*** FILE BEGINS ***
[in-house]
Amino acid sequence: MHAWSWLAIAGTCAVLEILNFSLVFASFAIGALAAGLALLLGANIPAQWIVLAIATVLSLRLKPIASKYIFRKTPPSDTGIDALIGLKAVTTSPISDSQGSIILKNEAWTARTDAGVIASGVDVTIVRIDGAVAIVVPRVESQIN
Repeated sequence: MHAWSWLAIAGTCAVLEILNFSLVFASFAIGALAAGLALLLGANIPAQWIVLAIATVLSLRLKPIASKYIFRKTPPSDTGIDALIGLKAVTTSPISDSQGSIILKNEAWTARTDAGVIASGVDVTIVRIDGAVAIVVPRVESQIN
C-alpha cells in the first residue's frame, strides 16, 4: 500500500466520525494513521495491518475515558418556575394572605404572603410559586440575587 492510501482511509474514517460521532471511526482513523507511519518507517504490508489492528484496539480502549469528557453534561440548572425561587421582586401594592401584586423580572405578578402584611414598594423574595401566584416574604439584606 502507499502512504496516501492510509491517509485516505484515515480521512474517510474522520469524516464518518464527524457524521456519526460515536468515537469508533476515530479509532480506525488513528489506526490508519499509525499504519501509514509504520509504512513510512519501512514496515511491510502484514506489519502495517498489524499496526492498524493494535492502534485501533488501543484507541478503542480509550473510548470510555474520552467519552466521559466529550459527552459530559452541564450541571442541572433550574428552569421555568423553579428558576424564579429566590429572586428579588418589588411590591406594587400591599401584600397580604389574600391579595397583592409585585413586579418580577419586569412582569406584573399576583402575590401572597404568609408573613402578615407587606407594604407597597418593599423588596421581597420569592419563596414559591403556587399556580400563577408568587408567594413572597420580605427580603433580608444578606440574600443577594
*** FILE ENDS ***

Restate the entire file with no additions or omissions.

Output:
[in-house]
Amino acid sequence: MHAWSWLAIAGTCAVLEILNFSLVFASFAIGALAAGLALLLGANIPAQWIVLAIATVLSLRLKPIASKYIFRKTPPSDTGIDALIGLKAVTTSPISDSQGSIILKNEAWTARTDAGVIASGVDVTIVRIDGAVAIVVPRVESQIN
Repeated sequence: MHAWSWLAIAGTCAVLEILNFSLVFASFAIGALAAGLALLLGANIPAQWIVLAIATVLSLRLKPIASKYIFRKTPPSDTGIDALIGLKAVTTSPISDSQGSIILKNEAWTARTDAGVIASGVDVTIVRIDGAVAIVVPRVESQIN
C-alpha cells in the first residue's frame, strides 16, 4: 500500500466520525494513521495491518475515558418556575394572605404572603410559586440575587 492510501482511509474514517460521532471511526482513523507511519518507517504490508489492528484496539480502549469528557453534561440548572425561587421582586401594592401584586423580572405578578402584611414598594423574595401566584416574604439584606 502507499502512504496516501492510509491517509485516505484515515480521512474517510474522520469524516464518518464527524457524521456519526460515536468515537469508533476515530479509532480506525488513528489506526490508519499509525499504519501509514509504520509504512513510512519501512514496515511491510502484514506489519502495517498489524499496526492498524493494535492502534485501533488501543484507541478503542480509550473510548470510555474520552467519552466521559466529550459527552459530559452541564450541571442541572433550574428552569421555568423553579428558576424564579429566590429572586428579588418589588411590591406594587400591599401584600397580604389574600391579595397583592409585585413586579418580577419586569412582569406584573399576583402575590401572597404568609408573613402578615407587606407594604407597597418593599423588596421581597420569592419563596414559591403556587399556580400563577408568587408567594413572597420580605427580603433580608444578606440574600443577594